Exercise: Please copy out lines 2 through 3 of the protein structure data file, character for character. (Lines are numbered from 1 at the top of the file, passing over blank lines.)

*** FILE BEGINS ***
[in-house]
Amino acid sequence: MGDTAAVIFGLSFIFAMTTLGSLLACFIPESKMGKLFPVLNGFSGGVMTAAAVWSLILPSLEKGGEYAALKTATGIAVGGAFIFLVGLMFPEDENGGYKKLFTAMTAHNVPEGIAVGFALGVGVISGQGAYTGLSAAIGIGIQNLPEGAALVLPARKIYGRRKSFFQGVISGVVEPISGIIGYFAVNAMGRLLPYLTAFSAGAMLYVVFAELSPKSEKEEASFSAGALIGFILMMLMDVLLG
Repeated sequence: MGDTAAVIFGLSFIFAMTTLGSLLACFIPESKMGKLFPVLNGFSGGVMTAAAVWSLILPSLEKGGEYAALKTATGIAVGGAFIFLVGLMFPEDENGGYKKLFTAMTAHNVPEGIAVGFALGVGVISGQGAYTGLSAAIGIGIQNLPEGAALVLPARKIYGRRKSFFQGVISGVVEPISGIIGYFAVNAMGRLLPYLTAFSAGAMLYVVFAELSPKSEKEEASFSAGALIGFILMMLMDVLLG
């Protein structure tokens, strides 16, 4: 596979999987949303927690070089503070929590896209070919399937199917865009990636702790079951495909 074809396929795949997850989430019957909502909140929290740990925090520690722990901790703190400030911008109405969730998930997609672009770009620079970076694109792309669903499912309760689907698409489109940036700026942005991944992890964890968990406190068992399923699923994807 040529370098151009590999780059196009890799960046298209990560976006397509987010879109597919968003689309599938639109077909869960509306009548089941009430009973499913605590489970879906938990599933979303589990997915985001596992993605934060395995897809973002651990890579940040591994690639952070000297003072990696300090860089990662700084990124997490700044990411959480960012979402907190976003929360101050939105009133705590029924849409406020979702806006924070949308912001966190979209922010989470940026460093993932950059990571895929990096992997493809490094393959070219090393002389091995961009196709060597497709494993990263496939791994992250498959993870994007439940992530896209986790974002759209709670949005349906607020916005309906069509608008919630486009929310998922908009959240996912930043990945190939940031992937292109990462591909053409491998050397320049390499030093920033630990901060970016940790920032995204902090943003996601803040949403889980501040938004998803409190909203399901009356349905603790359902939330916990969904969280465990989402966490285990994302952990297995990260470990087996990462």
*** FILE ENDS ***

Amino acid sequence: MGDTAAVIFGLSFIFAMTTLGSLLACFIPESKMGKLFPVLNGFSGGVMTAAAVWSLILPSLEKGGEYAALKTATGIAVGGAFIFLVGLMFPEDENGGYKKLFTAMTAHNVPEGIAVGFALGVGVISGQGAYTGLSAAIGIGIQNLPEGAALVLPARKIYGRRKSFFQGVISGVVEPISGIIGYFAVNAMGRLLPYLTAFSAGAMLYVVFAELSPKSEKEEASFSAGALIGFILMMLMDVLLG
Repeated sequence: MGDTAAVIFGLSFIFAMTTLGSLLACFIPESKMGKLFPVLNGFSGGVMTAAAVWSLILPSLEKGGEYAALKTATGIAVGGAFIFLVGLMFPEDENGGYKKLFTAMTAHNVPEGIAVGFALGVGVISGQGAYTGLSAAIGIGIQNLPEGAALVLPARKIYGRRKSFFQGVISGVVEPISGIIGYFAVNAMGRLLPYLTAFSAGAMLYVVFAELSPKSEKEEASFSAGALIGFILMMLMDVLLG